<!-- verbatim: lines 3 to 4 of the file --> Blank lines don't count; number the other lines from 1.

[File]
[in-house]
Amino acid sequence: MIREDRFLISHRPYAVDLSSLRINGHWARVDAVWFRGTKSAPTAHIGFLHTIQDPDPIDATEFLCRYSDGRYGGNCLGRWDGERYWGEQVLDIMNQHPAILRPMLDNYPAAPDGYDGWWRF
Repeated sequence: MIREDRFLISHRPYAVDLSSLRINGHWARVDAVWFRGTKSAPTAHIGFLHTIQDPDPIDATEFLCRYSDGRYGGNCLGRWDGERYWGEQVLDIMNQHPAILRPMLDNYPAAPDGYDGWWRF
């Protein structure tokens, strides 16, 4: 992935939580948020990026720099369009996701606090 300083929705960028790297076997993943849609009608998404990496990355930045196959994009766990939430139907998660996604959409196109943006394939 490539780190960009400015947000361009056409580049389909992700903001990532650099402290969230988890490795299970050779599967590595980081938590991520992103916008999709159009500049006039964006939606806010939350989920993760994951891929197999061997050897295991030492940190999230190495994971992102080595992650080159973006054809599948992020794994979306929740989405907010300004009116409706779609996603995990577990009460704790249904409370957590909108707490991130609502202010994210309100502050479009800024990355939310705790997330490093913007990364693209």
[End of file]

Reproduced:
Repeated sequence: MIREDRFLISHRPYAVDLSSLRINGHWARVDAVWFRGTKSAPTAHIGFLHTIQDPDPIDATEFLCRYSDGRYGGNCLGRWDGERYWGEQVLDIMNQHPAILRPMLDNYPAAPDGYDGWWRF
């Protein structure tokens, strides 16, 4: 992935939580948020990026720099369009996701606090 300083929705960028790297076997993943849609009608998404990496990355930045196959994009766990939430139907998660996604959409196109943006394939 490539780190960009400015947000361009056409580049389909992700903001990532650099402290969230988890490795299970050779599967590595980081938590991520992103916008999709159009500049006039964006939606806010939350989920993760994951891929197999061997050897295991030492940190999230190495994971992102080595992650080159973006054809599948992020794994979306929740989405907010300004009116409706779609996603995990577990009460704790249904409370957590909108707490991130609502202010994210309100502050479009800024990355939310705790997330490093913007990364693209």